experience poor self-esteem, social stigma and rejection — see themselves in a different light. “The idea is for patients to see themselves the way an artist sees them — as somebody of interest and value — and to bring out qualities that aren’t necessarily obvious at first glance,” says Whitaker, founder of CHOP’s Craniofacial Program. The first project of its kind in the United States, Face to Face grew out of the Craniofacial Program’s concerns for the psychosocial needs of its patients. Generous support from Craig Aronchick, M.D., a Philadelphia physician, inventor and philanthropist whose own life was affected by facial scars from a childhood car accident, provided initial funding to hire Crerand, a psychologist specializing in facial differences. Crerand coordinated the two-year project, which was made possible by a grant from the Edwin and Fannie Gray Hall Center for Human Appearance at the University of Pennsylvania. Each portrait was painted over multiple sittings and took roughly six months to complete. They were unveiled publicly at an event in October in the Ruth and Tristram Colket, Jr. Translational Research Building and will be permanently displayed at CHOP. n

Jessica, 16

Avery, 9

Gracie, 11

Emily, 13

27 Destiny, 11

Brendon, 20

Anthony, 10

Transition to Adult Care

Independence Day CHOP teaches patients to take charge of their health Catherine Marchetta, like many patients at The Children’s Hospital of Philadelphia, loved the compassionate care she received at Children’s Hospital so much she didn’t want to leave — even after she became an adult.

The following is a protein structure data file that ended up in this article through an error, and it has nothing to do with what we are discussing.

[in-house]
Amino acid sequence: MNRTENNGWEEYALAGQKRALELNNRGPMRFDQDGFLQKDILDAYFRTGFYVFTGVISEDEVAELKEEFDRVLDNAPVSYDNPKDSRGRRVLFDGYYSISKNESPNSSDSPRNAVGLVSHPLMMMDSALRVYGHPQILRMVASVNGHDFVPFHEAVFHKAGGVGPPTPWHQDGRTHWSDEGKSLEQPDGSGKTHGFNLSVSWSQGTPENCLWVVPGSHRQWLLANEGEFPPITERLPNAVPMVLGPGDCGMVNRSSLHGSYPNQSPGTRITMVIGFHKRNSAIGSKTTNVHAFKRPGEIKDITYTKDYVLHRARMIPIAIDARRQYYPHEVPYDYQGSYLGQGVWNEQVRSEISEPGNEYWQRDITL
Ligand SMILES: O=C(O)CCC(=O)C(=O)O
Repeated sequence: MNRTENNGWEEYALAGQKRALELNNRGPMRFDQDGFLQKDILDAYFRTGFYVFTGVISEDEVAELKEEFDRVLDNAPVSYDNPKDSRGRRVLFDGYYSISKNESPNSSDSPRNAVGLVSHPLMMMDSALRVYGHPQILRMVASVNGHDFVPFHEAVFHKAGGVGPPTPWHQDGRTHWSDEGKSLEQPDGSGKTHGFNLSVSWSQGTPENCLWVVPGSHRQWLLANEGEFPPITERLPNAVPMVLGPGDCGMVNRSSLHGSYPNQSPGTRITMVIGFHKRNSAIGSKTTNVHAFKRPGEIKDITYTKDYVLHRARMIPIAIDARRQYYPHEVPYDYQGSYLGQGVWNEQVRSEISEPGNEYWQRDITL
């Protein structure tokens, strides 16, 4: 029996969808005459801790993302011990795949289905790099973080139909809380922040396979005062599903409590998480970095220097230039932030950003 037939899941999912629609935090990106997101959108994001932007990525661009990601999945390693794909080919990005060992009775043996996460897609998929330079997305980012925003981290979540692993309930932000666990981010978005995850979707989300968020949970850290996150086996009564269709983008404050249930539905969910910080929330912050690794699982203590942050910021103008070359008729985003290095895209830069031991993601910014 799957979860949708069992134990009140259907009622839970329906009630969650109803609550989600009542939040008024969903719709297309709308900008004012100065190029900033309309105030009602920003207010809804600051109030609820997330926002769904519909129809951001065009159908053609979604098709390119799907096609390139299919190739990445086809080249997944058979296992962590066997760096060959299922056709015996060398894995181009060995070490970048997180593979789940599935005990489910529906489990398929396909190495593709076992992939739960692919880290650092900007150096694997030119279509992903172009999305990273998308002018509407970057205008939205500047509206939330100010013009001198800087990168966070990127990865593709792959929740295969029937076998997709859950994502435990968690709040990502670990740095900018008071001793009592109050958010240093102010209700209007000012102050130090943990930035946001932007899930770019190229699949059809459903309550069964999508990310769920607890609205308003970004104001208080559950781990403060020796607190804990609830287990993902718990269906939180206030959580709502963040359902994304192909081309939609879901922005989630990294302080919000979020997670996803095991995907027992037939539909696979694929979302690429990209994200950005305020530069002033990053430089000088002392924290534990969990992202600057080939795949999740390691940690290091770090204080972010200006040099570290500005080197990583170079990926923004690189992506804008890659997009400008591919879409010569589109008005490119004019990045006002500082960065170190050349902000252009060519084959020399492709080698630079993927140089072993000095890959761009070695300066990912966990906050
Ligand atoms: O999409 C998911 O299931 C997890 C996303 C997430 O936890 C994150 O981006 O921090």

But children, even those like Catherine who have chronic medical conditions, grow up and their bodies grow up, too. So, with rare exceptions, they should see physicians who are trained to care for adults. They need to take charge of their own health, assume the role of lead decision-maker and know how to advocate for themselves. Catherine, now 22, began to learn about ulcerative colitis, an incurable but manageable inflammatory bowel disease, soon after her diagnosis. During the seven years she was cared for at CHOP, her doctors and nurses taught her about her medicines, included her in discussions on potential treatments and helped her live her life to the fullest — even with a chronic disease. “They supported me every step of the way,” says Catherine, “and taught me it is within my power to take control of my disease.” When it was time to step out into the world of adult medicine, she was prepared.